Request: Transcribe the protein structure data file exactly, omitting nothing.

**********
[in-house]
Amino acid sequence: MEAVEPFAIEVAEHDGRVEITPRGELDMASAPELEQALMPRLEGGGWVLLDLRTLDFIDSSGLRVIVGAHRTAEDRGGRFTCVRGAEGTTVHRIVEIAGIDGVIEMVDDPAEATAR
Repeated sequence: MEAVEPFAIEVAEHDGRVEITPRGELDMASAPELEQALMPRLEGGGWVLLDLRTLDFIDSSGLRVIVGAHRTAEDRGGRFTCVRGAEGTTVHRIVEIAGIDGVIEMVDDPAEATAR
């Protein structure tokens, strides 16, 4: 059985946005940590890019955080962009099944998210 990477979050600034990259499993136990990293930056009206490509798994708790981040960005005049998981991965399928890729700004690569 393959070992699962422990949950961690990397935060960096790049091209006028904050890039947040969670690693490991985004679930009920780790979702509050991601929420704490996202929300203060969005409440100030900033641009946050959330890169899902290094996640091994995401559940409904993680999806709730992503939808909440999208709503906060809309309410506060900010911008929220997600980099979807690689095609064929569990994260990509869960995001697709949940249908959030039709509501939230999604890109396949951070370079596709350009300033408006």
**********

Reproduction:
[in-house]
Amino acid sequence: MEAVEPFAIEVAEHDGRVEITPRGELDMASAPELEQALMPRLEGGGWVLLDLRTLDFIDSSGLRVIVGAHRTAEDRGGRFTCVRGAEGTTVHRIVEIAGIDGVIEMVDDPAEATAR
Repeated sequence: MEAVEPFAIEVAEHDGRVEITPRGELDMASAPELEQALMPRLEGGGWVLLDLRTLDFIDSSGLRVIVGAHRTAEDRGGRFTCVRGAEGTTVHRIVEIAGIDGVIEMVDDPAEATAR
């Protein structure tokens, strides 16, 4: 059985946005940590890019955080962009099944998210 990477979050600034990259499993136990990293930056009206490509798994708790981040960005005049998981991965399928890729700004690569 393959070992699962422990949950961690990397935060960096790049091209006028904050890039947040969670690693490991985004679930009920780790979702509050991601929420704490996202929300203060969005409440100030900033641009946050959330890169899902290094996640091994995401559940409904993680999806709730992503939808909440999208709503906060809309309410506060900010911008929220997600980099979807690689095609064929569990994260990509869960995001697709949940249908959030039709509501939230999604890109396949951070370079596709350009300033408006």